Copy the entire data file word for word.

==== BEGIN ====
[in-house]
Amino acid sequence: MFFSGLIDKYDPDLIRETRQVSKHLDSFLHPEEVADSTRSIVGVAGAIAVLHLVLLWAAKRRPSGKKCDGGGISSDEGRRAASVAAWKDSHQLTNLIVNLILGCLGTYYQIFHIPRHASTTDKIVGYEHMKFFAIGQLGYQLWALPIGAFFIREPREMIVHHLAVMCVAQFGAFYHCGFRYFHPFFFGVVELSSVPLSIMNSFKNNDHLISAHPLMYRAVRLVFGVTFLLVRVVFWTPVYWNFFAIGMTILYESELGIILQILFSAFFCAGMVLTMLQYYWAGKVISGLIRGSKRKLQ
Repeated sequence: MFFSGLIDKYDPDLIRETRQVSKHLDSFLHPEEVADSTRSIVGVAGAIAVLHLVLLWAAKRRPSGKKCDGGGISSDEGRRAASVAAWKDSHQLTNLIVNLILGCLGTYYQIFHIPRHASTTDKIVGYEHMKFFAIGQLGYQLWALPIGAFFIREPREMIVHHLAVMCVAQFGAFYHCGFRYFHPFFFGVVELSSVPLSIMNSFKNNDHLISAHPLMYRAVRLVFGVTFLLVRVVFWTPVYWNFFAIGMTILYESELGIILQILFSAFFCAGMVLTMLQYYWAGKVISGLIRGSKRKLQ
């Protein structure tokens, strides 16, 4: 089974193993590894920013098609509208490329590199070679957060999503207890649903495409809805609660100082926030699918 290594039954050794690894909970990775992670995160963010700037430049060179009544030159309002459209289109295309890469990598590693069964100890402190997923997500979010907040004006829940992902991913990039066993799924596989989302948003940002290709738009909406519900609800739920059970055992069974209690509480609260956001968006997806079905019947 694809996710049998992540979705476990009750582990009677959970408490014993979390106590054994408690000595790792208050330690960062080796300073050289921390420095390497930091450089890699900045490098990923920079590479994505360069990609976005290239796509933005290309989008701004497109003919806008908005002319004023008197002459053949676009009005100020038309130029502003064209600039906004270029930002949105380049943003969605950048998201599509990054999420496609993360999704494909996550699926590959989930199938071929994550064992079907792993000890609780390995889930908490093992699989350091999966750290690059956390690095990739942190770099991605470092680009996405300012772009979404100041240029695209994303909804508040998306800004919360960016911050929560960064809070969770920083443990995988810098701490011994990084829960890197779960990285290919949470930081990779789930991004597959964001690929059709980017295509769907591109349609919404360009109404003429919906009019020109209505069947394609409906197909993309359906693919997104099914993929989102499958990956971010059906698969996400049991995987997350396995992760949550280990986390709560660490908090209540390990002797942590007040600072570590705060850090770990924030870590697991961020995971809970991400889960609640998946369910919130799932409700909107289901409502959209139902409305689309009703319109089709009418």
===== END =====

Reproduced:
[in-house]
Amino acid sequence: MFFSGLIDKYDPDLIRETRQVSKHLDSFLHPEEVADSTRSIVGVAGAIAVLHLVLLWAAKRRPSGKKCDGGGISSDEGRRAASVAAWKDSHQLTNLIVNLILGCLGTYYQIFHIPRHASTTDKIVGYEHMKFFAIGQLGYQLWALPIGAFFIREPREMIVHHLAVMCVAQFGAFYHCGFRYFHPFFFGVVELSSVPLSIMNSFKNNDHLISAHPLMYRAVRLVFGVTFLLVRVVFWTPVYWNFFAIGMTILYESELGIILQILFSAFFCAGMVLTMLQYYWAGKVISGLIRGSKRKLQ
Repeated sequence: MFFSGLIDKYDPDLIRETRQVSKHLDSFLHPEEVADSTRSIVGVAGAIAVLHLVLLWAAKRRPSGKKCDGGGISSDEGRRAASVAAWKDSHQLTNLIVNLILGCLGTYYQIFHIPRHASTTDKIVGYEHMKFFAIGQLGYQLWALPIGAFFIREPREMIVHHLAVMCVAQFGAFYHCGFRYFHPFFFGVVELSSVPLSIMNSFKNNDHLISAHPLMYRAVRLVFGVTFLLVRVVFWTPVYWNFFAIGMTILYESELGIILQILFSAFFCAGMVLTMLQYYWAGKVISGLIRGSKRKLQ
């Protein structure tokens, strides 16, 4: 089974193993590894920013098609509208490329590199070679957060999503207890649903495409809805609660100082926030699918 290594039954050794690894909970990775992670995160963010700037430049060179009544030159309002459209289109295309890469990598590693069964100890402190997923997500979010907040004006829940992902991913990039066993799924596989989302948003940002290709738009909406519900609800739920059970055992069974209690509480609260956001968006997806079905019947 694809996710049998992540979705476990009750582990009677959970408490014993979390106590054994408690000595790792208050330690960062080796300073050289921390420095390497930091450089890699900045490098990923920079590479994505360069990609976005290239796509933005290309989008701004497109003919806008908005002319004023008197002459053949676009009005100020038309130029502003064209600039906004270029930002949105380049943003969605950048998201599509990054999420496609993360999704494909996550699926590959989930199938071929994550064992079907792993000890609780390995889930908490093992699989350091999966750290690059956390690095990739942190770099991605470092680009996405300012772009979404100041240029695209994303909804508040998306800004919360960016911050929560960064809070969770920083443990995988810098701490011994990084829960890197779960990285290919949470930081990779789930991004597959964001690929059709980017295509769907591109349609919404360009109404003429919906009019020109209505069947394609409906197909993309359906693919997104099914993929989102499958990956971010059906698969996400049991995987997350396995992760949550280990986390709560660490908090209540390990002797942590007040600072570590705060850090770990924030870590697991961020995971809970991400889960609640998946369910919130799932409700909107289901409502959209139902409305689309009703319109089709009418």